Wednesday, June 28, 2017

The Importance of Internal Controls Over Labor Costs

Over the past two days, we've discussed the concept of division of duties (also called segregation of duties) as a component of internal controls over labor costs. We discussed the importance of the division of duties between those who review and approve employee time charges and those who prepare the payroll. We discussed the importance of the division of duties between those who review and approve employee time charges and those who are responsible for meeting budgets. The basic premise for internal controls is to reduce the chance that irregularities will occur. If you're a regular reader of this blog, you know that we comment on the results of fraud investigations quite often. And one thing that many of these fraud cases have in common is that the companies (or the Government organization) either lacked basic internal control systems, had internal controls in name only (they were not in compliance with the controls they had established), were ineffective for what they were intended to accomplish, or were easily circumvented.

Why so much attention to labor costs? Here's how DCAA (Defense Contract Audit Agency) characterizes of labor costs in its Contract Audit Manual (see CAM 5-902):
Labor costs are usually the most significant costs charged to Government contracts, and usually comprise the indirect cost allocation base, or the largest element in the base used for allocating indirect costs. Historical labor costs are often used to estimate labor for follow-on or similar item Government contracts. Unlike other cost items however, labor is not supported by third party documentation such as an invoice, purchase order, or receipt. Contractor personnel have complete control over the documents or devices of original entry, whether they consist of timecards, electronic media, or some other means. Responsibility for accuracy is diffused throughout the contractor's organization. Consequently the risks associated with the accurate recording, distribution, and payment of labor are almost always significant.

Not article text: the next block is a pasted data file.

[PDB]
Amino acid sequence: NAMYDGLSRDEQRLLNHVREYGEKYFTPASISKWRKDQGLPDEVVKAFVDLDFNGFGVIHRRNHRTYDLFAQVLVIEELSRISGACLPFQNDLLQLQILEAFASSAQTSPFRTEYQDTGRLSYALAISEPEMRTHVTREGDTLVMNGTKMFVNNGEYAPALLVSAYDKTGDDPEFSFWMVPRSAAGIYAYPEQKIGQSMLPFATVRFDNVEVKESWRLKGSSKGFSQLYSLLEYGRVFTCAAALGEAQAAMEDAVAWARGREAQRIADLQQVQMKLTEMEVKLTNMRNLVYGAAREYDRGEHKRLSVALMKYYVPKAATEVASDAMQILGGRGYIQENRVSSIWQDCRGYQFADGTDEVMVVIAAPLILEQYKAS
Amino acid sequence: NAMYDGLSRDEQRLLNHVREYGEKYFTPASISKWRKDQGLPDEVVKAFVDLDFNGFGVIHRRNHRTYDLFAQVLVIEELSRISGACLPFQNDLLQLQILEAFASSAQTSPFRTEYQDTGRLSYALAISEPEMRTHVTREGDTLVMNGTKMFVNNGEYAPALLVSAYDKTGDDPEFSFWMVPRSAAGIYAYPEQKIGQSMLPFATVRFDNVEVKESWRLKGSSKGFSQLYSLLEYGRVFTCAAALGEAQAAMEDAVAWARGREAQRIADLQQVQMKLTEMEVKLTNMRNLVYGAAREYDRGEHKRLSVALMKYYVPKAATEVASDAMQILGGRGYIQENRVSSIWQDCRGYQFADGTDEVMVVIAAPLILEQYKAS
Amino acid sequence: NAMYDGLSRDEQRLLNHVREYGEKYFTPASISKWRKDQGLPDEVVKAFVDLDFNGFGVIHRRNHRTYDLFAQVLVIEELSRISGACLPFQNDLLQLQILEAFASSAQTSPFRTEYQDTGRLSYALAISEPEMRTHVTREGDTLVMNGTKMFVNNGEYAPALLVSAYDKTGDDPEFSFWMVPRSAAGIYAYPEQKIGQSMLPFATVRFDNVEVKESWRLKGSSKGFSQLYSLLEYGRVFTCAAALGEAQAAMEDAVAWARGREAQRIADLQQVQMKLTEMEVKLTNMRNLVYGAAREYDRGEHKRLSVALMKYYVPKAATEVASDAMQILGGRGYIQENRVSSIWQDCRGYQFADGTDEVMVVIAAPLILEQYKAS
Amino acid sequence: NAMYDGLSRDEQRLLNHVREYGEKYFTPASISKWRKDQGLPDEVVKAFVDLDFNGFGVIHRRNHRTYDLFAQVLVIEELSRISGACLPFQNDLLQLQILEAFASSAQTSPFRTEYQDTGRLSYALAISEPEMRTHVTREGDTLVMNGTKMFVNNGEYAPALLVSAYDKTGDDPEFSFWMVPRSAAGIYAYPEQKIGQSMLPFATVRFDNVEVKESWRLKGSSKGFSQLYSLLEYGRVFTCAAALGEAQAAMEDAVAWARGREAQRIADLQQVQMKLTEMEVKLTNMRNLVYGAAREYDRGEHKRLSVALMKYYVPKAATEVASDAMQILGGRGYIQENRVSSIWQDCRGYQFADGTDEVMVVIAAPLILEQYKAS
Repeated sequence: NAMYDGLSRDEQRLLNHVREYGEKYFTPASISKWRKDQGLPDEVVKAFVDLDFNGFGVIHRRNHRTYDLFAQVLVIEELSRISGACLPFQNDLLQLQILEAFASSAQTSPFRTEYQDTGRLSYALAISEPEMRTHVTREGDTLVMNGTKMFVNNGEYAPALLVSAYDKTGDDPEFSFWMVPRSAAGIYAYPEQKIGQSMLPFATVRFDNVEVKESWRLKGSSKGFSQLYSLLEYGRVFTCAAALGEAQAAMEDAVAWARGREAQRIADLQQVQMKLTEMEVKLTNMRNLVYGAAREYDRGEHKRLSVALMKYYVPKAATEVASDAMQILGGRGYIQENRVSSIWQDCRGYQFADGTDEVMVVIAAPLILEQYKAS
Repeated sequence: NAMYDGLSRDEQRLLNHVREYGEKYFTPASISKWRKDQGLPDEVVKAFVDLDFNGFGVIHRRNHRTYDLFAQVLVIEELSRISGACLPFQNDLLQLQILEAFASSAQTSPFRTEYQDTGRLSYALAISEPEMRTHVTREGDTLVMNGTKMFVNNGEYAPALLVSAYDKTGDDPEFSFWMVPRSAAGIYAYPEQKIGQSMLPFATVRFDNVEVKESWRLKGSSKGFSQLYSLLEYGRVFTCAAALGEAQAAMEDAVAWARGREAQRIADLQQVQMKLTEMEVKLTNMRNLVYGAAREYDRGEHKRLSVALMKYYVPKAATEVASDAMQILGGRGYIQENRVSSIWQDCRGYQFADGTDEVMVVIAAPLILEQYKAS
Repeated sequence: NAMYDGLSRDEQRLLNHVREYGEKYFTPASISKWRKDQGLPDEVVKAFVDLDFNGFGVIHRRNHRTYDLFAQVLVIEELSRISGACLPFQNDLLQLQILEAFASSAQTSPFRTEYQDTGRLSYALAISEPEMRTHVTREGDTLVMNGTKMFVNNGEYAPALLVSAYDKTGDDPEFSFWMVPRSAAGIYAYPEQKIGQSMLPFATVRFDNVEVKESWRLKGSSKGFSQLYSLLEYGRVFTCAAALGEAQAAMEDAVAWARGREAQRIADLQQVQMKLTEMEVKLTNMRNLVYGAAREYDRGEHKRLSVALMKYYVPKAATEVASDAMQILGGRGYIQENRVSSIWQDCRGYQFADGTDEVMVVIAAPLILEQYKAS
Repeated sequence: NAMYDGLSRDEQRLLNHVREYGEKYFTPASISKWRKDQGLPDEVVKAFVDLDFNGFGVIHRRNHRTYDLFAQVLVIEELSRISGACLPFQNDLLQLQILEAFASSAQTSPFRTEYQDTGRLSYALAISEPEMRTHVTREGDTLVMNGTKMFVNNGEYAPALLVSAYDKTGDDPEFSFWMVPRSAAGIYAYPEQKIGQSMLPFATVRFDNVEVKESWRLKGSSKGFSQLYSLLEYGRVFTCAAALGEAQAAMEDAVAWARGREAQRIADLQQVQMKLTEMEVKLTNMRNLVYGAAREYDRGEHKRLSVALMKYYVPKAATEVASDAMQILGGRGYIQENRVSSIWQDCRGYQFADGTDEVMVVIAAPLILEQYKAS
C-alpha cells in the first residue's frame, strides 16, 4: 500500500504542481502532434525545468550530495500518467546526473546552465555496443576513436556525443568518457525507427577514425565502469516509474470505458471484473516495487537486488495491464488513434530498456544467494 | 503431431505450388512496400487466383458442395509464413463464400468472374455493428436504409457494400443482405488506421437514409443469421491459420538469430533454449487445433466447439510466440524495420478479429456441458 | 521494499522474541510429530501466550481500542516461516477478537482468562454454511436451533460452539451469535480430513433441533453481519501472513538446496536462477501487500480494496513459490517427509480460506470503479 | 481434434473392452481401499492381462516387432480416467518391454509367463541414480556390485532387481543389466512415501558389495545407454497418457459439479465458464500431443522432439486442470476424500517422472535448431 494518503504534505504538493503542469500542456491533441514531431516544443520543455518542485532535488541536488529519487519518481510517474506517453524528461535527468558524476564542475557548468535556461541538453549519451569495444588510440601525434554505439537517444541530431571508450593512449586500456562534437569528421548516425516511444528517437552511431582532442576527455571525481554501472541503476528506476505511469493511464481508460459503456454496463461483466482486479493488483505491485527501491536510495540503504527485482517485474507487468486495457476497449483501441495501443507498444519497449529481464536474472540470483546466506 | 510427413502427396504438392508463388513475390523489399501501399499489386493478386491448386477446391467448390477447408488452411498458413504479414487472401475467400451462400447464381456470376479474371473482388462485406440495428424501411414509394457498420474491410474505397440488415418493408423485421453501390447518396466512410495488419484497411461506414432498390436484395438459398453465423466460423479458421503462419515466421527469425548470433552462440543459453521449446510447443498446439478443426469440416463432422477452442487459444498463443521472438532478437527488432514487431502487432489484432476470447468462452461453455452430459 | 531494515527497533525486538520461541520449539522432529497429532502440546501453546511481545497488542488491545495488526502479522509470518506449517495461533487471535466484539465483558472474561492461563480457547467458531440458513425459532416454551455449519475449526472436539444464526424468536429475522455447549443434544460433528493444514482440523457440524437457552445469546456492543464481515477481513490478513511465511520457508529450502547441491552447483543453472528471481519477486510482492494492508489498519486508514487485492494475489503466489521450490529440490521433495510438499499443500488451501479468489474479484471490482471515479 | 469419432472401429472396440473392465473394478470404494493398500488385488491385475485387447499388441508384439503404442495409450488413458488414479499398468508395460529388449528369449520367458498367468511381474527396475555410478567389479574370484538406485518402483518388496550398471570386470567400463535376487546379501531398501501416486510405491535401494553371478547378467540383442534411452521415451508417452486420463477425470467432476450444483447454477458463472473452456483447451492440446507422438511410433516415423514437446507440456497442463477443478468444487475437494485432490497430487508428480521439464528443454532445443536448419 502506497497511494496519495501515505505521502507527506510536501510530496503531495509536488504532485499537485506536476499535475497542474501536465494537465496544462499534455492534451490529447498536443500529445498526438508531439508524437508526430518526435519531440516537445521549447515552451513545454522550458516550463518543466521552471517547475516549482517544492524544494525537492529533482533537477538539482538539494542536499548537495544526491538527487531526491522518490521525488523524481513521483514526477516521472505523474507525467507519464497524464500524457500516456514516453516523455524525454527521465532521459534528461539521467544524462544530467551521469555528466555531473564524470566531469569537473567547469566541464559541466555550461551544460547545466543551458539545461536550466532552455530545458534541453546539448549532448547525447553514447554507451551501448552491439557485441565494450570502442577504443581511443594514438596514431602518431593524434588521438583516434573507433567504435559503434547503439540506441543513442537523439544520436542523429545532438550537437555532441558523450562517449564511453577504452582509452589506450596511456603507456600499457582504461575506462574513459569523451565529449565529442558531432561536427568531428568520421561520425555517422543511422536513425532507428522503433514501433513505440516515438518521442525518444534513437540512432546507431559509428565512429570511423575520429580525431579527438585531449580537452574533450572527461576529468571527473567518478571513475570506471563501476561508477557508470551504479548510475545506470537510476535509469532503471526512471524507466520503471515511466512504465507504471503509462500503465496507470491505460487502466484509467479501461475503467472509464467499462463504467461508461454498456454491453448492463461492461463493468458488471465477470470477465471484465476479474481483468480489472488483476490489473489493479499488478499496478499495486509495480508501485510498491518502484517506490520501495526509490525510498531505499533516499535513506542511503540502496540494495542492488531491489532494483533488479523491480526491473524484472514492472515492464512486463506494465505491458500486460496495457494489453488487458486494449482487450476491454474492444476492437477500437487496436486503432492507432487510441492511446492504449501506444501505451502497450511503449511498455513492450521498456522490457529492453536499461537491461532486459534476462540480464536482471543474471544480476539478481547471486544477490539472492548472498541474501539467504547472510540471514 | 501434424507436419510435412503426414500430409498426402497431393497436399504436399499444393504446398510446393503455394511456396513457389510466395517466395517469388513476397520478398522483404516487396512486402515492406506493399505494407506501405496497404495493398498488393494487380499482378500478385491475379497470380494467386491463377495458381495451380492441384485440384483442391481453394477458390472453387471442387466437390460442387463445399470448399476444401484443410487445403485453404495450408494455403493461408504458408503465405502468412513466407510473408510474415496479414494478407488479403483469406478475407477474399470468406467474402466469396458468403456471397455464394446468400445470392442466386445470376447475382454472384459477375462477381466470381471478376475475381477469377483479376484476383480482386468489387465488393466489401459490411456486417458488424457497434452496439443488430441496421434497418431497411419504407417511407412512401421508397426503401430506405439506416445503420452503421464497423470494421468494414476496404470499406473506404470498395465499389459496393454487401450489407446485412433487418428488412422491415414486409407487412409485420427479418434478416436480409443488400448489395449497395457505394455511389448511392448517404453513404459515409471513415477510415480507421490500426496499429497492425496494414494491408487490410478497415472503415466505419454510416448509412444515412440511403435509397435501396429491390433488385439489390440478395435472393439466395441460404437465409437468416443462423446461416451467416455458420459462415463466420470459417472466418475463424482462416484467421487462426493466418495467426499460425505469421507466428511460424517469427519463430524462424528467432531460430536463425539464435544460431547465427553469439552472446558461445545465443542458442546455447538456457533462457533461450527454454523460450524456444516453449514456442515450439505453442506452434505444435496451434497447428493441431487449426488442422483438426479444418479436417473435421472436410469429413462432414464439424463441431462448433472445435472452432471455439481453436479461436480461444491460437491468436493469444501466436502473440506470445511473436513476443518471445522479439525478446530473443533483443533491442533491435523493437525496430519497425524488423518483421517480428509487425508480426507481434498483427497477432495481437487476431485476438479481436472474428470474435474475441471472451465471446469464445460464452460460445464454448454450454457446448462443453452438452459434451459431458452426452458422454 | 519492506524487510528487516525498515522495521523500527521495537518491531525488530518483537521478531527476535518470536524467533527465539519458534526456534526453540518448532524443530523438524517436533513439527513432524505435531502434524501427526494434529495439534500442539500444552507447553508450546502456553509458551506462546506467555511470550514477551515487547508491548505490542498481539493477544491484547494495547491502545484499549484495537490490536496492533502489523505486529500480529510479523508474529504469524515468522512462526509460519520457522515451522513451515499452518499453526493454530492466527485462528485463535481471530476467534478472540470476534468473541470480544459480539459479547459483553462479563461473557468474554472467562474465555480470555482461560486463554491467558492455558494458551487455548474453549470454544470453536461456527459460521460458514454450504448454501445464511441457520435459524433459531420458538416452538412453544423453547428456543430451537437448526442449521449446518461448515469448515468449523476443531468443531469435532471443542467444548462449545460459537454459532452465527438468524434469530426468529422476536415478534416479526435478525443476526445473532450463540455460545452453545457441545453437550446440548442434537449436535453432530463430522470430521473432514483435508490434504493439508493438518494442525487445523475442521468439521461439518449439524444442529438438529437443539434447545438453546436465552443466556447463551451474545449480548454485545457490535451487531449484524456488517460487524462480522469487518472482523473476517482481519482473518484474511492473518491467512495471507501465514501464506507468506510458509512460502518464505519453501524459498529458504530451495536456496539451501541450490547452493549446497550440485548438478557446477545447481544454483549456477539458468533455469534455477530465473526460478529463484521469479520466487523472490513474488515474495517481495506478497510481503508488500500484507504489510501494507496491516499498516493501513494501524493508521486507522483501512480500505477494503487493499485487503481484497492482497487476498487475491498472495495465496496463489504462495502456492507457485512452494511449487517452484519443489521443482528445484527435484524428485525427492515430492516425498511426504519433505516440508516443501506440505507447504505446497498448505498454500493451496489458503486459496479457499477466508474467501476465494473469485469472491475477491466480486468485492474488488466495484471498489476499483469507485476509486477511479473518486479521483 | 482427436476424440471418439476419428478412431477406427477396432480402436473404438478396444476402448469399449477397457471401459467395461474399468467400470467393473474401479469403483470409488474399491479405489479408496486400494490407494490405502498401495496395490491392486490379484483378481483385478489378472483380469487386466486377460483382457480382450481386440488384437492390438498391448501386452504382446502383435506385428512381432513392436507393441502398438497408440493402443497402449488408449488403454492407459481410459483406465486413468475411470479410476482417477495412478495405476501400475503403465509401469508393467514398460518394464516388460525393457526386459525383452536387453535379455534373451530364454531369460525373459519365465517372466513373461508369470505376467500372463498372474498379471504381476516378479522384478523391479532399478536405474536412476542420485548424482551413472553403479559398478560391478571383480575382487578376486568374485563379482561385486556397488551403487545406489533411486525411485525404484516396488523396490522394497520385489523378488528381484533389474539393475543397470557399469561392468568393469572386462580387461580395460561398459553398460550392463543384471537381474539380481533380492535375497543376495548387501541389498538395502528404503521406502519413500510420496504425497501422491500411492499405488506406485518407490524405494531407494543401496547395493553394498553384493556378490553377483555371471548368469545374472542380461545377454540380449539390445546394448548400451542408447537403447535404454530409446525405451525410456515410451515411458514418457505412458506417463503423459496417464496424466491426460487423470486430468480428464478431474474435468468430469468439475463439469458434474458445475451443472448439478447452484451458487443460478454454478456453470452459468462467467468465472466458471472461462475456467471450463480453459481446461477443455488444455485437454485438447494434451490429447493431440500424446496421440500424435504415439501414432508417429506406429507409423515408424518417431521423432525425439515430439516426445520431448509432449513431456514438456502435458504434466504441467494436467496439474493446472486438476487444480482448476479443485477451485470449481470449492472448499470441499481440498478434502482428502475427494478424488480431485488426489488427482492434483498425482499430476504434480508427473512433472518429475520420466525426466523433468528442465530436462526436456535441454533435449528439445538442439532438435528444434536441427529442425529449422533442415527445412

If you have ever been the recipient of a DCAA audit, you probably know that auditors spend most of their time testing indirect expenses for allowability under FAR Part 31 cost principles. Auditors might also pop in and perform random "floorchecks" to test the veracity of labor charging practices. Auditors rarely spend any time at all looking at materials cost and if they do, its rather superficial. We don't ever recall where a contract auditor verified that a vendor was a legitimate company and not a shell company. Audit procedures just don't go to that level of detail for material costs. That's not the case for labor costs. When it comes to labor costs, the contract auditors will test for ghost employees, labor mischarging, managing to budgets, and potential over-staffing. Contractors having a mix of cost-type and fixed price contracts will be scrutinized more than contractors that have all of one kind or another - just because the risk of mischarging from an overrun fixed-price contract to a cost-type contract is higher. What to avoid increased scrutiny by the Government? Implement strong internal controls.

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